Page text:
Jellyfish

Yesterday my hairdresser, Amy, was worried that since her father has Alzheimer’s, she might come down with it too.

It’s a horrible disease. One day you’re a person, running corporations, finding the car keys, and the next—parts of you disappear.

Like my dad who can’t remember that the house he lives in is his own, or that the man who takes care of him is his son.

I told her about this great supplement I’ve been taking for several months. I was enthusiastic because it has noticeably improved my memory, especially my vocabulary.

I used my hands to try to describe what I was saying. “It’s the one made out of that—you know—that blobby thing on the beach. Like a—” the stretching in my brain hurt— “a sea … creature.”

She looked at me intelligently. “I know exactly what you’re trying to say, but I can’t remember its name either.”

Then, like sludge going down a drainpipe, the sea creature’s name finally penetrated the soft tissue in my head and I cried out:

“Jellyfish!”

“Oh yeah. I’ve seen that ad on TV,” Amy smiled. “It really works?”

“It’s great. I’ve noticed a big difference since I started taking it, so that my—that my— you know—when your memory goes away. What’s that word?”

Her brows puckered. “It’s on the tip of my tongue,” she said. “I can see it right in front of me, but it’s not coming out.”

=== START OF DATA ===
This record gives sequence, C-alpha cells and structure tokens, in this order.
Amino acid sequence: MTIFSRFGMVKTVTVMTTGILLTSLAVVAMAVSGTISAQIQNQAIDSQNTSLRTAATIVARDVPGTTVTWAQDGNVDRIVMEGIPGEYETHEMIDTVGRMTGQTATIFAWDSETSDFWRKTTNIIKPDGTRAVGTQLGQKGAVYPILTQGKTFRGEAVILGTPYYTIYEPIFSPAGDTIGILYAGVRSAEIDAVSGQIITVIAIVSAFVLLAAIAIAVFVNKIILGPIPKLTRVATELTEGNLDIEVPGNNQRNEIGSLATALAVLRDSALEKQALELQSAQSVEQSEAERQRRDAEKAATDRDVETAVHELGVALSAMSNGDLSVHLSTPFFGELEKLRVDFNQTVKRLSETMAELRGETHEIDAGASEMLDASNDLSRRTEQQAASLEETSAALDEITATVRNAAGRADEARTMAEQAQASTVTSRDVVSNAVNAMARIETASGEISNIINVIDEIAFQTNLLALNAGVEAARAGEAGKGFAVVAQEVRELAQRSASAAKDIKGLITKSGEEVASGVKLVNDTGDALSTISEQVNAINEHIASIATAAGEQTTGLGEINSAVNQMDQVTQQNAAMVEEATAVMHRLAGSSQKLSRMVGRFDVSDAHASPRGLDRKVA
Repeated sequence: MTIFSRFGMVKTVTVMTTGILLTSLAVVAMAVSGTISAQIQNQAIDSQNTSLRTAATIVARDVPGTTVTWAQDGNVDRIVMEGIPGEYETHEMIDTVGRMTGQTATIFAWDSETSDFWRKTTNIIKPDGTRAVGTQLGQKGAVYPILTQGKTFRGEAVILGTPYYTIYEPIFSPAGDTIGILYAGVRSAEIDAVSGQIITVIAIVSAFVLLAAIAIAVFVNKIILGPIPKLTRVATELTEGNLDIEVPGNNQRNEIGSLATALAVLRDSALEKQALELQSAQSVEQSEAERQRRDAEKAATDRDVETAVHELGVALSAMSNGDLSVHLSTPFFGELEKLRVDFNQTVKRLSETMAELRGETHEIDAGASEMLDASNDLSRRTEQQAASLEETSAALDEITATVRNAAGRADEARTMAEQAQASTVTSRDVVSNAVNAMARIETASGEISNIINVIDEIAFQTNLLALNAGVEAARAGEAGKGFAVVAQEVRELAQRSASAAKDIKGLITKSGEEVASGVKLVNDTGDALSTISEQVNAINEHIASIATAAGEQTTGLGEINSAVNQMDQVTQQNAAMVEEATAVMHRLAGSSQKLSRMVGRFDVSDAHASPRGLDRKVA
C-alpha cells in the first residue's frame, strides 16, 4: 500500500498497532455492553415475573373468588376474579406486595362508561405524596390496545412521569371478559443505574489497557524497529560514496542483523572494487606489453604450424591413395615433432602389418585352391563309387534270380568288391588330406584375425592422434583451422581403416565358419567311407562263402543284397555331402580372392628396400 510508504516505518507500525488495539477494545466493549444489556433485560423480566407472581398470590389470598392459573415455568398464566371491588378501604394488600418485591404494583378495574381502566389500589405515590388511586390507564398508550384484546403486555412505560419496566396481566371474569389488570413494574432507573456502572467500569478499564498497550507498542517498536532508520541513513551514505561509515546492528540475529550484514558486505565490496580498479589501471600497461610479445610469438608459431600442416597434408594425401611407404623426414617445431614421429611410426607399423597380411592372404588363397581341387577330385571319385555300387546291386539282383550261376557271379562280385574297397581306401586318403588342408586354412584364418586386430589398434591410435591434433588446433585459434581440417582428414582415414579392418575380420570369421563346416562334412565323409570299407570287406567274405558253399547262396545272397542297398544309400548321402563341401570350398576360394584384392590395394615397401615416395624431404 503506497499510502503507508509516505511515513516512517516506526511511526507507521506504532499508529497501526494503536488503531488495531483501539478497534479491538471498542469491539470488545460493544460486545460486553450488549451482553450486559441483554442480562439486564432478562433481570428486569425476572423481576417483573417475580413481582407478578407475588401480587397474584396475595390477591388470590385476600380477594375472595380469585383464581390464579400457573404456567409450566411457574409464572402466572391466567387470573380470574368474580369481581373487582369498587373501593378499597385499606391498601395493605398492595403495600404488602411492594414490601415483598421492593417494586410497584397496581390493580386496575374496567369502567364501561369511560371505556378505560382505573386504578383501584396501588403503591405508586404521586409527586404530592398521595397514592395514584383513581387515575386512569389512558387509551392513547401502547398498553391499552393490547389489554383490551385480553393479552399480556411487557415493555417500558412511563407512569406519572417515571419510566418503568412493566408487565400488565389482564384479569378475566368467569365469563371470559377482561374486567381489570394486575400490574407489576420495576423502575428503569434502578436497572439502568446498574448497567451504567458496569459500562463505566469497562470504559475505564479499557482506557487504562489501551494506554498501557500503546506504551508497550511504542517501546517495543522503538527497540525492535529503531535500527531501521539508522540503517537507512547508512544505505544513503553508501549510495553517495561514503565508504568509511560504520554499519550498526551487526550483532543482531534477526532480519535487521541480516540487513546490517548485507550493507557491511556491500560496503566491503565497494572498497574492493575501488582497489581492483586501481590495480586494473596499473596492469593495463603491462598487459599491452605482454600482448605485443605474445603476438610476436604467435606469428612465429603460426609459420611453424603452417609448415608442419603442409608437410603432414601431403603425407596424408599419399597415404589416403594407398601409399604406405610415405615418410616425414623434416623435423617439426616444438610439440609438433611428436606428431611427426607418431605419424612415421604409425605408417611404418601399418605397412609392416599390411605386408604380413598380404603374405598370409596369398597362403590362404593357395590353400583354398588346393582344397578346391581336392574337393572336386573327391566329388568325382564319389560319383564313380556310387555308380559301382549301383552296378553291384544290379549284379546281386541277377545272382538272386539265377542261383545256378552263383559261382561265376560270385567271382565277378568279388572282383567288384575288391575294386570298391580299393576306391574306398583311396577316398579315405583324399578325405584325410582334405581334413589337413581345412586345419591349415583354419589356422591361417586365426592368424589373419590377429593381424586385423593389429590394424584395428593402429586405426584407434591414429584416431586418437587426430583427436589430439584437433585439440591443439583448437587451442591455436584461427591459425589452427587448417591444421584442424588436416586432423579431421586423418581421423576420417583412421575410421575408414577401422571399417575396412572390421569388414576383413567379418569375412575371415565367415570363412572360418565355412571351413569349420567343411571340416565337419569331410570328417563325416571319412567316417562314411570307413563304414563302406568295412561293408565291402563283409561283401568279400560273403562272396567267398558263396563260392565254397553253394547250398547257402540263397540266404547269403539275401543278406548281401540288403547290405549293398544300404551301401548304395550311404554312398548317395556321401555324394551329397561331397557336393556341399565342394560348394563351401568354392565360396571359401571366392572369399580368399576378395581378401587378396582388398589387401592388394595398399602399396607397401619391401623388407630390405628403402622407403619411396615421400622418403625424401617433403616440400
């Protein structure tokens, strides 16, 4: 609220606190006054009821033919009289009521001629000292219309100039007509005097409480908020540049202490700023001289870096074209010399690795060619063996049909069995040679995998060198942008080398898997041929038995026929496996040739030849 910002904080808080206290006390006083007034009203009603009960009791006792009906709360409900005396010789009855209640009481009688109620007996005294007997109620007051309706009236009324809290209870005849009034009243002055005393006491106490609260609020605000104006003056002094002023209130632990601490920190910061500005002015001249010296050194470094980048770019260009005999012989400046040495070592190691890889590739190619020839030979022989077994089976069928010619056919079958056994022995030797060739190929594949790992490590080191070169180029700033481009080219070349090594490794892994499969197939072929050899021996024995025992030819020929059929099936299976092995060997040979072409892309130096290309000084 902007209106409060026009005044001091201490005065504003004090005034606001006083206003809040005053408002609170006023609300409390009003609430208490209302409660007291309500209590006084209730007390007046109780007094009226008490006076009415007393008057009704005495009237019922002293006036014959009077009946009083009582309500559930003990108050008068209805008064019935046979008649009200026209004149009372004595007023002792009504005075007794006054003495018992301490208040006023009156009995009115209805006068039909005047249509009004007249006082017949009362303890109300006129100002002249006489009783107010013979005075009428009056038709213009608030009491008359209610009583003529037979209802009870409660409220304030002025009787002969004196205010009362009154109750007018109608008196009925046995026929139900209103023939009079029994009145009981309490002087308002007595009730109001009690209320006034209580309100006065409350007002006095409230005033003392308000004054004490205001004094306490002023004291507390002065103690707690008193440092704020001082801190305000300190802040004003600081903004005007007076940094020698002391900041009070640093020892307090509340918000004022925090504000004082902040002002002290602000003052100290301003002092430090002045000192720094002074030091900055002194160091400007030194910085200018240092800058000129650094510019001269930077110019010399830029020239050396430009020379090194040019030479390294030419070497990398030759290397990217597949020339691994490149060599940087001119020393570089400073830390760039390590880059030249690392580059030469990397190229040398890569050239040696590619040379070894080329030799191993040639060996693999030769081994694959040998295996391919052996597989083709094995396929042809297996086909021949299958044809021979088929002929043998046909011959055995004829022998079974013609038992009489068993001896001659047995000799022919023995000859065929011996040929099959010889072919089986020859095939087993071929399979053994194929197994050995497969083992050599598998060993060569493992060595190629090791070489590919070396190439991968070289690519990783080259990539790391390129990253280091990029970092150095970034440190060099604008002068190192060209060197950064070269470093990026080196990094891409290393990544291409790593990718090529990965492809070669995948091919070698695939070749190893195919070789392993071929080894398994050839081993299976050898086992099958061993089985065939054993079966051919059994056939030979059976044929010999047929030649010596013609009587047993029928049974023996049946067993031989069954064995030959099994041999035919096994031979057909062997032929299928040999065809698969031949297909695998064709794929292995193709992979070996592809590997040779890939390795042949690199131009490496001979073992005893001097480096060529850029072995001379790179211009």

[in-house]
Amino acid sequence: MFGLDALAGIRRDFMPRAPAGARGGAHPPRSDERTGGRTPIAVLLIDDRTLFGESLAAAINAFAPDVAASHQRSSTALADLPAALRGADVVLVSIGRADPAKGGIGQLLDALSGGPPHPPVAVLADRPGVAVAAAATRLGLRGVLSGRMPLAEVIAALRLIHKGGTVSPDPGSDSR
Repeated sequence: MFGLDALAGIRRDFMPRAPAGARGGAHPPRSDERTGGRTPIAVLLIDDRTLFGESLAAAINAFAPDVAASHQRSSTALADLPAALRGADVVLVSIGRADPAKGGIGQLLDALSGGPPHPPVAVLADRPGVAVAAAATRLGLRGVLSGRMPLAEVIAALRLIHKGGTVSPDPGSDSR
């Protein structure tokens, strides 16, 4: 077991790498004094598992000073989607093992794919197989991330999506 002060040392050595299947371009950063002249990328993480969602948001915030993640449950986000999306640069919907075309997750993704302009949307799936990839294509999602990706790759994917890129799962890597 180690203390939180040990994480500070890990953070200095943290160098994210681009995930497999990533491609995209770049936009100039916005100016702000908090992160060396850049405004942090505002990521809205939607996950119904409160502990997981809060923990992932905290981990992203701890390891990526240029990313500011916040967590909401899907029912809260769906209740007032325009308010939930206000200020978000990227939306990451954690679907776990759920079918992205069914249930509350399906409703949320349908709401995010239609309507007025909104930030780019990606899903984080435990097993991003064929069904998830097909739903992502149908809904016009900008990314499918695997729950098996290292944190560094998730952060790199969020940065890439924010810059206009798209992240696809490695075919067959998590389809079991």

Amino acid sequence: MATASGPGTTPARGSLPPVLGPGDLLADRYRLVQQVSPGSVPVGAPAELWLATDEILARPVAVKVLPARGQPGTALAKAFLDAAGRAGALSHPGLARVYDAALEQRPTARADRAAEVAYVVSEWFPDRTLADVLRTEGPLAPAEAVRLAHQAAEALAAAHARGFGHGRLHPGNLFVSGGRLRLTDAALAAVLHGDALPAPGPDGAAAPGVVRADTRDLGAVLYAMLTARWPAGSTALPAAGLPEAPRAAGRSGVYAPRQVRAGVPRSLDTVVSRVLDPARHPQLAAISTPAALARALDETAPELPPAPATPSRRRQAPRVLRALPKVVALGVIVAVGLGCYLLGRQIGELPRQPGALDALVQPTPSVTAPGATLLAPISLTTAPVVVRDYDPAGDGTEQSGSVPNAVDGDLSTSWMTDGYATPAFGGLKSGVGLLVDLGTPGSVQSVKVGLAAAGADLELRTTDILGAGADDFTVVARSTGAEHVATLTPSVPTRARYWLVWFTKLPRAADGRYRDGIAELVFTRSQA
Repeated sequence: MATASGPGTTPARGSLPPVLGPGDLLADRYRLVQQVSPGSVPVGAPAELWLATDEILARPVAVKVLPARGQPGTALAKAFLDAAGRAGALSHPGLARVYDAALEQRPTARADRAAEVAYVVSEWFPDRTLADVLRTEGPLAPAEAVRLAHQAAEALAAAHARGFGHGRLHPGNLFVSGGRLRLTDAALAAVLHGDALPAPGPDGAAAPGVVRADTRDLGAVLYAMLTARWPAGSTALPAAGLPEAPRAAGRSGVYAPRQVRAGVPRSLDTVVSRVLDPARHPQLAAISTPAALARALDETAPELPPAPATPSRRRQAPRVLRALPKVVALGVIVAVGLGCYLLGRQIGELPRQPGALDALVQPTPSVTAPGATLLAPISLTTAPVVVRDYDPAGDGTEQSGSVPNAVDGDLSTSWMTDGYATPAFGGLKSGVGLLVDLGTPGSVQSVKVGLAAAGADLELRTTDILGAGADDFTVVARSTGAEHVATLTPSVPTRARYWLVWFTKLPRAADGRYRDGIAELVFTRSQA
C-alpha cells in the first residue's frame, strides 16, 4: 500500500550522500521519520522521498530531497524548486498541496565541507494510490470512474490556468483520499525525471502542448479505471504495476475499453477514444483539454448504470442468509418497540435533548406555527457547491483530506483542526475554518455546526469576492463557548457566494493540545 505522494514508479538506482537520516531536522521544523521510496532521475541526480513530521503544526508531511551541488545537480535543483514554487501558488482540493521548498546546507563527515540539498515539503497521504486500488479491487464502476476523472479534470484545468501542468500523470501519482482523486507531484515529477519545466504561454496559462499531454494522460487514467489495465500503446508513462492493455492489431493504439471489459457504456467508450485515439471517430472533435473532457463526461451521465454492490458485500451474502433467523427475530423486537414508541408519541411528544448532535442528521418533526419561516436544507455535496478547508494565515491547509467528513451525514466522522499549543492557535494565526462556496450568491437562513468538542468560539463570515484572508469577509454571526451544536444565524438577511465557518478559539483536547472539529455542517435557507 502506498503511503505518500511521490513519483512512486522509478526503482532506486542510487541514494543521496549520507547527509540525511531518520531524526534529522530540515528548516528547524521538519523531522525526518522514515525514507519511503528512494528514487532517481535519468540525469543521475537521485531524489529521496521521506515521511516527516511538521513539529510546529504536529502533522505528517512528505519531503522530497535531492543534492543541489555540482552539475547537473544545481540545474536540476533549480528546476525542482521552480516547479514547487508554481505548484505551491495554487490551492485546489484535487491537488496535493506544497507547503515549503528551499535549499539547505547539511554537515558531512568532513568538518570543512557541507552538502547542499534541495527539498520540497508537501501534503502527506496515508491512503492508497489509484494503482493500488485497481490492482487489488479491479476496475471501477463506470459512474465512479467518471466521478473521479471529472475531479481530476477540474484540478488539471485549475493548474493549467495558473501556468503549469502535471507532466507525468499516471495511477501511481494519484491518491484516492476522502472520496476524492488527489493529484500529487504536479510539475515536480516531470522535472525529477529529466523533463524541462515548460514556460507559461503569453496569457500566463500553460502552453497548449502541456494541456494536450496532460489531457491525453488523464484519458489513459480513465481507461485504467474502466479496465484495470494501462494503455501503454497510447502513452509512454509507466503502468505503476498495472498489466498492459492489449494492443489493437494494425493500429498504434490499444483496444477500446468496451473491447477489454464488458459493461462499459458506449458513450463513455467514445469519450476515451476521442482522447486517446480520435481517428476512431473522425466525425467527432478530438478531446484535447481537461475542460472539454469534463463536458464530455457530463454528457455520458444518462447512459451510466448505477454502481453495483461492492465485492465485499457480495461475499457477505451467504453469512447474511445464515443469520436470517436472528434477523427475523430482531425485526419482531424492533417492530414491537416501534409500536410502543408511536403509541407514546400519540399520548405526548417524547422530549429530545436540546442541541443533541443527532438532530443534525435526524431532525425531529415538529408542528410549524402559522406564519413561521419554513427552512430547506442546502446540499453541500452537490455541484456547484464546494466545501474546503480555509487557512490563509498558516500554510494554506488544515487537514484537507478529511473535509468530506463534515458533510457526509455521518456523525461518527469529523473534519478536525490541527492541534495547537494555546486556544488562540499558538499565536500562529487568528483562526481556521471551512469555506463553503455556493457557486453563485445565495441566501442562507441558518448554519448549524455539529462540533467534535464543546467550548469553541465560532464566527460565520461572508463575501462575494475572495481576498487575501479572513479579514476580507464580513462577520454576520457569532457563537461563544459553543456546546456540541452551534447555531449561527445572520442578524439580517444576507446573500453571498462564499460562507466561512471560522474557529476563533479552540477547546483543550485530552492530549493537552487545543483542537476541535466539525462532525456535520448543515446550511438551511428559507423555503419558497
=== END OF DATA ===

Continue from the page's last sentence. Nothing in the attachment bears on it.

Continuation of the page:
“It means senility,” I said. (I was impressed with myself for remembering that word.)

My forgetfulness was distressing since I used to be a marketer for retirement communities. I even ran one for seven years. The word that I had forgotten was the raison d’être (the whole excuse) for this multi-billion dollar industry.

Amy and I fought for clues to unbury this mystery word, one I used almost everyday to describe other people’s condition. Finally, after ten minutes of describing it and coming up with synonyms, Amy tentatively said, “I think it starts with duh …”

Like a lightening bolt, the word popped into my head and I cried out, “Dementia!”

“Yes. That’s it!” she grinned.

We did it. We remembered the word. We congratulated ourselves. We laughed.

Life can be so frustrating. I have an extensive vocabulary, but just can’t remember any of it. Thanks to modern science, however, I’m walking proof that this miracle supplement works because I can snap out difficult words like “dementia” in under 15 minutes.

Now, if I could only remember the product’s name …

 

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